Naamah Chicago, IL/USA March 25, 2010

Koshering ovens/microwaves Sorry, Kevin you are incorrect.
Unless you eat military MREs out of a packet, almost all of your utensils and cooking equipment have potential chametz on them.
Yes, even dishwashers (which not everyone owns) can leave miniscule chametz on them if you dont scrub very and pay attention very carefully.
Most people also put the utensils away in areas such as kitchen drawers which may, throughout the year, easily get dust from the kitchen (which likely contains chametz) in it.
Havn't you ever reached in a drawer or cabinet to get a cup or fork while you were also cooking in the room? That's chamtez contamination.

Food may splash, spill onto stovetops.
Particles of Food (esp. food cooked directly on the racks such as pizza) falls to floor of ovens fairly often.
In microwaves, food often gets steamy, carrying tiny microbes of the food onto the surface of the inside of it.

Thus, chametz needs to be cleaned off! Reply

Kevin April 13, 2009

Microwave While I disagree with koshering anything, simply for the reason that washing machines clean off the chametz perfectly fine, koshering ovens and microwaves makes no sense. The food is never touched by the vessel itself. If you're worried about chametz falling in, then cover your food with foil in an oven or a lid in the microwave...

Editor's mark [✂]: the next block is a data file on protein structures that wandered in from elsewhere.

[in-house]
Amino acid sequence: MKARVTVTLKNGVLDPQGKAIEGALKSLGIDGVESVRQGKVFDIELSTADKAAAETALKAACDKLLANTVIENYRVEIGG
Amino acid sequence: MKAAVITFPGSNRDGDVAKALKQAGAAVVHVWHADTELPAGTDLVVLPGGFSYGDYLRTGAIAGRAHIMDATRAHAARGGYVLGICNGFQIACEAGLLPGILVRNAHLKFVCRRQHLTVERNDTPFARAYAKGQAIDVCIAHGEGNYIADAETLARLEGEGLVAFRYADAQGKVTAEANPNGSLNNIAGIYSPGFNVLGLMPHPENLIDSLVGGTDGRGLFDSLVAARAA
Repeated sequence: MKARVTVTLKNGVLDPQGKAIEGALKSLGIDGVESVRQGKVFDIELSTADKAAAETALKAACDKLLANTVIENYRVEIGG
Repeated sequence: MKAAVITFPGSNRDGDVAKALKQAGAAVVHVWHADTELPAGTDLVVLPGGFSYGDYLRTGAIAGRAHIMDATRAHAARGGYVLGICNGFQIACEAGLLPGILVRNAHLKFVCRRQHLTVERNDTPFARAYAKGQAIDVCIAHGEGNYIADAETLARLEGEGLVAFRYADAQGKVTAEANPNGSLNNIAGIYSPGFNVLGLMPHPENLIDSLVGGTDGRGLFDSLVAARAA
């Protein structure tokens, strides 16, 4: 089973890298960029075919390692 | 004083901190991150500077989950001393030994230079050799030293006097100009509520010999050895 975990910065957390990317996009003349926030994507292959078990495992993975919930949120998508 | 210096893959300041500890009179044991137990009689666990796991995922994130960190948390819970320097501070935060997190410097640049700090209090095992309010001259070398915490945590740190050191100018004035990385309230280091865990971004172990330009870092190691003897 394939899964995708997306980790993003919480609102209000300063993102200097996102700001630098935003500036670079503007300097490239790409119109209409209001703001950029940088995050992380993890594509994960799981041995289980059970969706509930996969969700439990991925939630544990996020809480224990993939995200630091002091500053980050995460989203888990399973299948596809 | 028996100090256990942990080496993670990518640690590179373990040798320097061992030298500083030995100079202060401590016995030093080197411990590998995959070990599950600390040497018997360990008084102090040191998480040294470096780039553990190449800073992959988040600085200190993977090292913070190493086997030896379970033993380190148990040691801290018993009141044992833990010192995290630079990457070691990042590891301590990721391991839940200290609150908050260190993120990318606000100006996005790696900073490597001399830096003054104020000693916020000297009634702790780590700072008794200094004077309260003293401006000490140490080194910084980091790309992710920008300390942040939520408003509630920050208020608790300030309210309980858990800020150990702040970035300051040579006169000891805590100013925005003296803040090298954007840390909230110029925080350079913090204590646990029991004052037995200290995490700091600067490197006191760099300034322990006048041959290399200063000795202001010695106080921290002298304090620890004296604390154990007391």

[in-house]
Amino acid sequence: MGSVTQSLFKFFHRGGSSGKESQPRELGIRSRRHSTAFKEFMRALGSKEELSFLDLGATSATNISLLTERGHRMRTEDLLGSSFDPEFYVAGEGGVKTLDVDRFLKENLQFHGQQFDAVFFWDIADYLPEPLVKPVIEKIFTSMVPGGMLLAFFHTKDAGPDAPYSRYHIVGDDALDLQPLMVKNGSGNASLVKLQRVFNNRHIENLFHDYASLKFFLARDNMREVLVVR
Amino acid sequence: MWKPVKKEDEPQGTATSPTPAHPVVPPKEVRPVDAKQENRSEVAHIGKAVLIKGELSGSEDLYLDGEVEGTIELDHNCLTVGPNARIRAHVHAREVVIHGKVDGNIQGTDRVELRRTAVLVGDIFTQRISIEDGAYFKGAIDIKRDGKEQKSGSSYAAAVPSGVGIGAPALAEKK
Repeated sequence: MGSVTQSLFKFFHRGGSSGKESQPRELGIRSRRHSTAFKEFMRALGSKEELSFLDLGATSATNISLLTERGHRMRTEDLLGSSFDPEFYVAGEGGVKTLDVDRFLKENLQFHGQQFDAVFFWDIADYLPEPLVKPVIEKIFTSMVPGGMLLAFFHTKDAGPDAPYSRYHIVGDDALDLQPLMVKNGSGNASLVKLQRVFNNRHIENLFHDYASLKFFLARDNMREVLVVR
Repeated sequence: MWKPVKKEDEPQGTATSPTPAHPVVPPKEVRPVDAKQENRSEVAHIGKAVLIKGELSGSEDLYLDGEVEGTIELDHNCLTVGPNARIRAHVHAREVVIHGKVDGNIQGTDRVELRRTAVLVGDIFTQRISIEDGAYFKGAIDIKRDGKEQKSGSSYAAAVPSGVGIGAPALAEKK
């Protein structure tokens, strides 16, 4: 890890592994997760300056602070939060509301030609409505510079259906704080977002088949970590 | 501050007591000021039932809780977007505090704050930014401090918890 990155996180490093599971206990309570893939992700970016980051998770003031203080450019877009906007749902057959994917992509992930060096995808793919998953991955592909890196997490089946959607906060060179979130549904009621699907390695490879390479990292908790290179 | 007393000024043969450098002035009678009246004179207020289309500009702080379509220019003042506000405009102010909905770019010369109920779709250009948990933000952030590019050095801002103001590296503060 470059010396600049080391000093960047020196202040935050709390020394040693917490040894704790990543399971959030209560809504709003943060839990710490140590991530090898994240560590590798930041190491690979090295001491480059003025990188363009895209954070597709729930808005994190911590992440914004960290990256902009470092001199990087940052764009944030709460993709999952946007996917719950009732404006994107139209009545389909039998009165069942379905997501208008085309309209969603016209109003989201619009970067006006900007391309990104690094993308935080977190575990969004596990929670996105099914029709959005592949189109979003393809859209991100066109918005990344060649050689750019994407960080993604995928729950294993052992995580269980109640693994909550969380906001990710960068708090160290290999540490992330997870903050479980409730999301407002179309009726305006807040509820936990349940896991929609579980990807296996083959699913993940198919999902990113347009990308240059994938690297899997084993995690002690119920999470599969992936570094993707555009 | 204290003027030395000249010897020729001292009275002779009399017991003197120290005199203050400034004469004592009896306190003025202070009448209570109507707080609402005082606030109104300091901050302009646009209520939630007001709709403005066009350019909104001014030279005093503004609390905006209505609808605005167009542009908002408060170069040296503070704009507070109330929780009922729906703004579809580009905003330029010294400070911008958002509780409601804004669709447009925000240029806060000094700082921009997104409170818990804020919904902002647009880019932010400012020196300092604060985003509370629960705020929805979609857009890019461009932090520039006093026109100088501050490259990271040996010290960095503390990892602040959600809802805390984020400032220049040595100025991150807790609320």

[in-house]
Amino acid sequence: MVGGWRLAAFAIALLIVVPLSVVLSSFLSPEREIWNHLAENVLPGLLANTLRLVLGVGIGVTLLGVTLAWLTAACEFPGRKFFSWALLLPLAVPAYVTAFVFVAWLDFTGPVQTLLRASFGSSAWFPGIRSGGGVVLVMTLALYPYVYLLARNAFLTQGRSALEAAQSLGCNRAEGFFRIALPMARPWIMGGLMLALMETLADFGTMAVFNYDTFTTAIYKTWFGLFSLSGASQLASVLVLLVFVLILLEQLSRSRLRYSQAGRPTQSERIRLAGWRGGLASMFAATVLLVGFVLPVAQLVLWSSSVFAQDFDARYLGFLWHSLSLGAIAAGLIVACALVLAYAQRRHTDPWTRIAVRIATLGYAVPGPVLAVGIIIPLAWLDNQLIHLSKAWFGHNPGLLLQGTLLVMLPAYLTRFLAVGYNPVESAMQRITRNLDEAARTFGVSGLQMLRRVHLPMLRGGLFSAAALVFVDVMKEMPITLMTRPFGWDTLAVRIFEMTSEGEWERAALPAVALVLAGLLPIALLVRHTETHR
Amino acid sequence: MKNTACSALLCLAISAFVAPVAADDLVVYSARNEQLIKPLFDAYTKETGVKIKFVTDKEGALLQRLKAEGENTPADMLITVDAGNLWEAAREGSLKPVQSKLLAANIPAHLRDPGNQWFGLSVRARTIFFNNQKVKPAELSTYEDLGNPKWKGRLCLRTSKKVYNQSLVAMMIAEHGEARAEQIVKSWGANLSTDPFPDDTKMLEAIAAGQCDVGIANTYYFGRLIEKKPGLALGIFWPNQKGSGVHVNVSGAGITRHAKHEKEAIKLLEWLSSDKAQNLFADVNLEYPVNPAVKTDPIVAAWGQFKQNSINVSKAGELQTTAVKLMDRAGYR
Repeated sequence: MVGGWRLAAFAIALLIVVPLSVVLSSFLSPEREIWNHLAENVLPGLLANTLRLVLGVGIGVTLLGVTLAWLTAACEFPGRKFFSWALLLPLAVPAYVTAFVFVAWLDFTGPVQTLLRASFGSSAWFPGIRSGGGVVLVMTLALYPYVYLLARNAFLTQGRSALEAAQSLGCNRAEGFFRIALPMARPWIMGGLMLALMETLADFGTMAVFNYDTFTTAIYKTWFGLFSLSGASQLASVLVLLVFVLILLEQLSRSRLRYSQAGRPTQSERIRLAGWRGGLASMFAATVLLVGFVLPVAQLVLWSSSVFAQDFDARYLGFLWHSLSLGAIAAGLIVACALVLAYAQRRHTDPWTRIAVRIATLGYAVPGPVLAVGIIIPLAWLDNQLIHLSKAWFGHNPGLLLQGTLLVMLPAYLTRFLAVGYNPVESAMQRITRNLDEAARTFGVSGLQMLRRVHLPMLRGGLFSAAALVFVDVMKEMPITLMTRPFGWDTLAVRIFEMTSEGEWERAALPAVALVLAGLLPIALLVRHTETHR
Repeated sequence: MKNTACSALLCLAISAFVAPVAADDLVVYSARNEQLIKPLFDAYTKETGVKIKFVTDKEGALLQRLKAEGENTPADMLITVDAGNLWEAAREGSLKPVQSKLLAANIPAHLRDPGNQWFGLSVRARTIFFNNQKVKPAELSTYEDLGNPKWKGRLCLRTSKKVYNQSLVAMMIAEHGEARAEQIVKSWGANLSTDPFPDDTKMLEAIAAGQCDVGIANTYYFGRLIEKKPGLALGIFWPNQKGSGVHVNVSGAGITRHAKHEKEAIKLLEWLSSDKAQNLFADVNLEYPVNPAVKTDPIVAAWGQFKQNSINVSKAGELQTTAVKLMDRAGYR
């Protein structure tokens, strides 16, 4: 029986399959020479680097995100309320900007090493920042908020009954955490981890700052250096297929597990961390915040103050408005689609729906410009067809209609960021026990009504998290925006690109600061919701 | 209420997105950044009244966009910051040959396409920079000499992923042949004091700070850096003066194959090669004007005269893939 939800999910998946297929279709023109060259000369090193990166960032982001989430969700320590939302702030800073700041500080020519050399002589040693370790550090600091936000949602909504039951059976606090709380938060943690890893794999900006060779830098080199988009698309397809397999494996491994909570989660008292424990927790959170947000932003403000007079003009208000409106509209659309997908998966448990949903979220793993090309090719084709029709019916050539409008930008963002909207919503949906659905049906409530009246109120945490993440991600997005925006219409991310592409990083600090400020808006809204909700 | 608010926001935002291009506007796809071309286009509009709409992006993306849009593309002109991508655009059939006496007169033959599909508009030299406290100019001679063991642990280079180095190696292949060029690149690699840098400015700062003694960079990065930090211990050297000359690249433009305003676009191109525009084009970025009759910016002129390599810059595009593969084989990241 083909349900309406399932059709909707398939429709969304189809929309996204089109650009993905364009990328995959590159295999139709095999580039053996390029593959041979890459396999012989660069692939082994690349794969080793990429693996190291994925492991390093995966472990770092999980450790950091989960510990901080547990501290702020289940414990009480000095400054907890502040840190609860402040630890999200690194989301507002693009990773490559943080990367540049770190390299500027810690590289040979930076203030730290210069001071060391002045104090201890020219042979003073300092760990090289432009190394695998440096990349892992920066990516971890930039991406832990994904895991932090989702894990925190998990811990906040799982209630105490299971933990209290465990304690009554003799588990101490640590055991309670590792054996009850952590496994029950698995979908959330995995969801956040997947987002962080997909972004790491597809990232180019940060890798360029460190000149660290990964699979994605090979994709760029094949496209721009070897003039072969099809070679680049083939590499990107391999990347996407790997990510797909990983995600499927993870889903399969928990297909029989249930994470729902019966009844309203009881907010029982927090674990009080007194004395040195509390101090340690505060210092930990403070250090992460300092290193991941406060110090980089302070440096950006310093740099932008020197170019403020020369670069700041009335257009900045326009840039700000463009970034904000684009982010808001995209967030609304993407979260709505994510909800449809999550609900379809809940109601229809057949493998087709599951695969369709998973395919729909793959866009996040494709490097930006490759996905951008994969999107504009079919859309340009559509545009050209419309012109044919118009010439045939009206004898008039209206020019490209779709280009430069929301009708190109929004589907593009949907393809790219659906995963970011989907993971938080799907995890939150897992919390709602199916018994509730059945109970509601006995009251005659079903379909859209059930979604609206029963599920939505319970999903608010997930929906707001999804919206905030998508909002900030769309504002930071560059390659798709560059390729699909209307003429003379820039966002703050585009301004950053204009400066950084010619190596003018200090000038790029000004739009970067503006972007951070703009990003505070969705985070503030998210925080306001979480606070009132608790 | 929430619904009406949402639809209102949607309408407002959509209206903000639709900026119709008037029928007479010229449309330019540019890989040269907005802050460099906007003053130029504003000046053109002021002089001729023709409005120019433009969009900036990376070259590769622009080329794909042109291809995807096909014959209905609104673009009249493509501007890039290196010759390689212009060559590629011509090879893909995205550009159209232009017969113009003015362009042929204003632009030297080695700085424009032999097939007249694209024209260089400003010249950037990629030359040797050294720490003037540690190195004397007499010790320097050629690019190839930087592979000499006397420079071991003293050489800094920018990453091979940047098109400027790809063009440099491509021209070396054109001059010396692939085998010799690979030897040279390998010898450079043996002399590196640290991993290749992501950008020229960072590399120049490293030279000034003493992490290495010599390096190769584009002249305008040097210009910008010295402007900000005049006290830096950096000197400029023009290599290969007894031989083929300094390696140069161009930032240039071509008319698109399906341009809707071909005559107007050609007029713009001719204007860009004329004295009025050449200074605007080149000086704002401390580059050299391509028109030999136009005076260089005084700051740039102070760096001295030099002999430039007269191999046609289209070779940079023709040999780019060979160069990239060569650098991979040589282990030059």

The main idea behind all this koshering is relatively ridiculous. If there's chametz on your utencils after going through a dish washer, you need to either clean them better in the dish washer or get better utensils (food stuck to utensils is not hygenic..) Reply

Anonymous pasadena, ca April 7, 2009

koshering a microwave over is it possible to kasher a microwave over for Passover? Reply

Anonymous London, England April 6, 2009

glass you do not say if and how to kosher glass/ toughened glass Reply via April 24, 2007

Editor's Response: 1. The author of this article wants to insure that all part of the utensil touches boiling water. If one has a very big utensil to be koshered, he might have to "push" it in, perhaps causing that one point of this utensil is being pushed against the side of the pot, causing it never to be touched by the boiling water.
The best solution for this, especially when you have many small utensils in the pot, is to shake the pot so that things move around and the boiling water can reach all surfaces.
2. Any pot can be used to kosher utensils for Passover. Reply

Bracha April 1, 2007

How can the utensil not touch the sides of the pot? If it does touch the sides of the pot, does it mean it has not been kashered?

And also can you use any kosher for passover utensil to remove the thing you're kashering inside a chometz pot? Reply